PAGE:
Nigeria’s Liquefied Natural Gas (LNG) exports edged up in December 2021, compared with a year earlier and was the highest since September 2020, THISDAY has learnt.
Specifically, the country exported 2.62 billion m³ equivalent of pipeline gas (2.04mn t of LNG) in December, up from 2.59bn m³ a year earlier and the highest since the 2.67bn m³ shipped in September 2020.
It was the most export in 15 months, according to recent figures made available by the Joint Organisation Data Initiative (Jodi) quoted by Argus media.
On Tuesday, THISDAY reported that in spite of the much-talked-about renewed attention to the use of natural gas in boosting Nigeria’s foreign earnings, there was no significant growth in the country’s production level between 2016 and 2020.
The information was gathered from the latest report of the Nigeria Extractive Industries Initiative (NEITI), covering 2020. It revealed that the country produced more of the commodity when there was little focus on it compared to when dedicated programmes to expand its exploration and use gained national prominence.
Since the current administration took over the reins of governance, a number of programmes to reduce gas flaring and make it more available for use nationwide have been launched, while other initiatives to expand the growth of the commodity have taken centre stage.
But despite all the efforts, there was no marked growth in gas production during the period under review, even though gas utilisation increased in-country marginally.
During the five years under review, in 2016, Nigeria produced 3,051,249 mmscf of gas, followed by the highest production level in 2017, when the country did a total of 3,499,695 mmscf.
These production levels declined sharply in 2018, as Nigeria produced 2,909,144 mmscf for that year, recording a little improvement in 2019 to 3,047,507 mmscf and declined again to 3,013,640 mmscf in 2020.
Of the figures, Joint Ventures (JVs) produced 68.36 per cent as Shell , Mobil and Nigerian Agip Oil Company (NAOC) led the production from the arrangement.
The NEITI report stated that 114,781.44 mmscf that was, about four per cent was the total quantity of gas unaccounted for , based on the templates submitted by the 54 companies assessed.
But while total gas production decreased by 1.11 per cent between 2019 and 2020, the country’s total relative gas utilisation of the commodity rose to 3.90 per cent.
But the story appeared to have changed markedly in 2021, when LNG exports rose despite upstream output of 3.94bn m³ falling short of the 4.15bn m³ produced in December 2020. However, production was up from 3.55bn m³ in November and the highest since the 4.09bn m³ recorded in July the previous year.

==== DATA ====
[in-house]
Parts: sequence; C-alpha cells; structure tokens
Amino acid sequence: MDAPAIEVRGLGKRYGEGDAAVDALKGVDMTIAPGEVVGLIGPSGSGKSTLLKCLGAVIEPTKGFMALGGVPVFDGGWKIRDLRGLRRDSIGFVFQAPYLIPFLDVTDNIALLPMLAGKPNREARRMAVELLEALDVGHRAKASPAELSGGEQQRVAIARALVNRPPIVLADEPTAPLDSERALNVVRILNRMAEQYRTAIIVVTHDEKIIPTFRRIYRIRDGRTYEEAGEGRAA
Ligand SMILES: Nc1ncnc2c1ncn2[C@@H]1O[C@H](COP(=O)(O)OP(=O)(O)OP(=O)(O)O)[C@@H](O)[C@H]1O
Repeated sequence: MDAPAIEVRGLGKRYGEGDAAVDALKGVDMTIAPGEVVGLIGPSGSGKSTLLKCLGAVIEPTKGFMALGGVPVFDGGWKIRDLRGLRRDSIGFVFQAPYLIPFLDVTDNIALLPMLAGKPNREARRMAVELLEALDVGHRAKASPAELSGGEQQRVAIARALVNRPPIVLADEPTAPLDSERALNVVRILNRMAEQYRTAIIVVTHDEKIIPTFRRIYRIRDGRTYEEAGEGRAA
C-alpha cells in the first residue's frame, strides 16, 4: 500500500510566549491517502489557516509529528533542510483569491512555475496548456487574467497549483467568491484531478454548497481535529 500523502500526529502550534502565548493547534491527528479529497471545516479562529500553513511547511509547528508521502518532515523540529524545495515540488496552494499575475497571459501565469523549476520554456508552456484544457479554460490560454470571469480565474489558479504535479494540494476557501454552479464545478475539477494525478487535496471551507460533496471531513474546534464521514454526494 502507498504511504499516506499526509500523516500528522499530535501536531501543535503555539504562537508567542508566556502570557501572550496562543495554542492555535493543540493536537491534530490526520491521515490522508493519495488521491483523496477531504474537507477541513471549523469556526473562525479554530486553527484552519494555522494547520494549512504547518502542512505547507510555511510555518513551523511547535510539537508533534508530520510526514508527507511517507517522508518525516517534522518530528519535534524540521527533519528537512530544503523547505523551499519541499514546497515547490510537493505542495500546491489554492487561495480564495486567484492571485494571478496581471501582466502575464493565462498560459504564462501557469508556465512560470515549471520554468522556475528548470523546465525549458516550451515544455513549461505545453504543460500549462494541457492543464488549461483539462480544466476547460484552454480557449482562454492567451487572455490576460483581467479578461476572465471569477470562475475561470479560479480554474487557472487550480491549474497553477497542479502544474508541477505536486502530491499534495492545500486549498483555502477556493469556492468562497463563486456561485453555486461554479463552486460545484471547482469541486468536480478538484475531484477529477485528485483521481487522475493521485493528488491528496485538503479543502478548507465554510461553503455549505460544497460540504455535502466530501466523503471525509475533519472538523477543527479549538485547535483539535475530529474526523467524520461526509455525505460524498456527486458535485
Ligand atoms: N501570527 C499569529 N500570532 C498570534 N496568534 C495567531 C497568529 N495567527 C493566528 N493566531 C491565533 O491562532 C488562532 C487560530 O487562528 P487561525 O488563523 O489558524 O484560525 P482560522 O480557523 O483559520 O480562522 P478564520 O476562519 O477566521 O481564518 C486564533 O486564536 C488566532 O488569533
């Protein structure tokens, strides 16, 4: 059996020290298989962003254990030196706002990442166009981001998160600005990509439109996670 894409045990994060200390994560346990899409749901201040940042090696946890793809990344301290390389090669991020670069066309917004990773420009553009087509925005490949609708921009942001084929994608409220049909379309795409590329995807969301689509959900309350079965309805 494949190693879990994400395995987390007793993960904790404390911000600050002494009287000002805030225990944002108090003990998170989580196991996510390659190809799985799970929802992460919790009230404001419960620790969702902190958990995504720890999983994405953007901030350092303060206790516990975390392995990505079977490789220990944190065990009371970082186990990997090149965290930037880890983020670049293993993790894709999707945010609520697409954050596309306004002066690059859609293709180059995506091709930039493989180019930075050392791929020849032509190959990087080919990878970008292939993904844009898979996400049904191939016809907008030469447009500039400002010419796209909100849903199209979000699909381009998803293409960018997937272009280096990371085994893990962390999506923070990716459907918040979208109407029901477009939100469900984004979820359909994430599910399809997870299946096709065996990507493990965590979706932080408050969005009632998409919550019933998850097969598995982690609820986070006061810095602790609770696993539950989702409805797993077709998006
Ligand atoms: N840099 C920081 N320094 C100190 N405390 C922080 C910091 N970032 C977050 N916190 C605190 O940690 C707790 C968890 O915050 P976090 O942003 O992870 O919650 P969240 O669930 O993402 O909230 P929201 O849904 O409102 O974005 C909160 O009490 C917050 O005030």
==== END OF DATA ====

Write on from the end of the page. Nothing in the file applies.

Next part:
The Argus report noted that slimmer domestic demand may have freed up more supply to be fed to the country’s 22mn t/yr Bonny Island liquefaction complex.
Nigerian gas use, according to the research firm, fell sharply to 33.5mn m³/d in December from 48mn m³/d a year earlier, after also falling short of a year earlier in the preceding three months.
But while in September-October the drop was entirely the result of slower power sector gas burn, residential and industrial consumption also fell in the last two months of the year, and far outstripped the drop in power sector gas demand in December.
Global LNG prices have risen sharply in recent months and have remained consistently above oil prices in energy equivalent terms since mid-2021. This may have reduced the incentive for associated gas producers such as Nigeria to reduce reinjections of gas into oil fields for enhanced oil recovery, the report said.
That said, Nigerian exports had remained weak in recent months despite LNG prices already reaching record levels, which encouraged producers to maximise utilisation rates at liquefaction facilities.
The country exported 27.7bn m³ of equivalent pipeline gas as LNG last year, down from 31bn m³ a year earlier, the report by the research firm noted.
Meanwhile, a number of European countries are pressuring Nigeria to ramp up its gas production and export to Europe, a source in the know told THISDAY yesterday.
Already, the Minister of State, Petroleum Resources, Mr. Timipre Sylva, was said to have held meetings with the countries which are desperately in need of more gas as the war between Russia and Ukraine rages on.
However, it was learnt that the capacity to increase production was almost non-existent, prompting Nigeria to call on the United States recently to invest massively in the country’s gas infrastructure before the request by the countries in Europe can be met.
“There’s serious pressure on Nigeria to increase production. The minister has already held meetings with two of such countries due to the war in Ukraine. Capacity is still low. So, Nigeria is calling on the United States to invest in our gas assets,” the source stated.